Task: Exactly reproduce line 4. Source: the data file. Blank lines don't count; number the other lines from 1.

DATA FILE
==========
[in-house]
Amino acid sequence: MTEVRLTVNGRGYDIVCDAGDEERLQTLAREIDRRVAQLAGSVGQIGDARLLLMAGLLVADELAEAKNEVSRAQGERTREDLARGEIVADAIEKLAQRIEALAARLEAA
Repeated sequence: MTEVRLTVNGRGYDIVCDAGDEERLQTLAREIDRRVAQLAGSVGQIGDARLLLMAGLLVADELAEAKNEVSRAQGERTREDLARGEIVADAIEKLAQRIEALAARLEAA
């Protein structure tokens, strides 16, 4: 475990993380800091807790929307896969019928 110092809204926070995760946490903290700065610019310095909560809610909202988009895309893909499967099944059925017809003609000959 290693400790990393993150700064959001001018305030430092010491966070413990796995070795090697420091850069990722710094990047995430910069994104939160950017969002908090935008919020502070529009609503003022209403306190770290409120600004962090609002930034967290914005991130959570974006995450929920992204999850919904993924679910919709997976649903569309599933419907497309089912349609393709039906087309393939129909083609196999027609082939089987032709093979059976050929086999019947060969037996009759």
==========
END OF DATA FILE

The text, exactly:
């Protein structure tokens, strides 16, 4: 475990993380800091807790929307896969019928 110092809204926070995760946490903290700065610019310095909560809610909202988009895309893909499967099944059925017809003609000959 290693400790990393993150700064959001001018305030430092010491966070413990796995070795090697420091850069990722710094990047995430910069994104939160950017969002908090935008919020502070529009609503003022209403306190770290409120600004962090609002930034967290914005991130959570974006995450929920992204999850919904993924679910919709997976649903569309599933419907497309089912349609393709039906087309393939129909083609196999027609082939089987032709093979059976050929086999019947060969037996009759």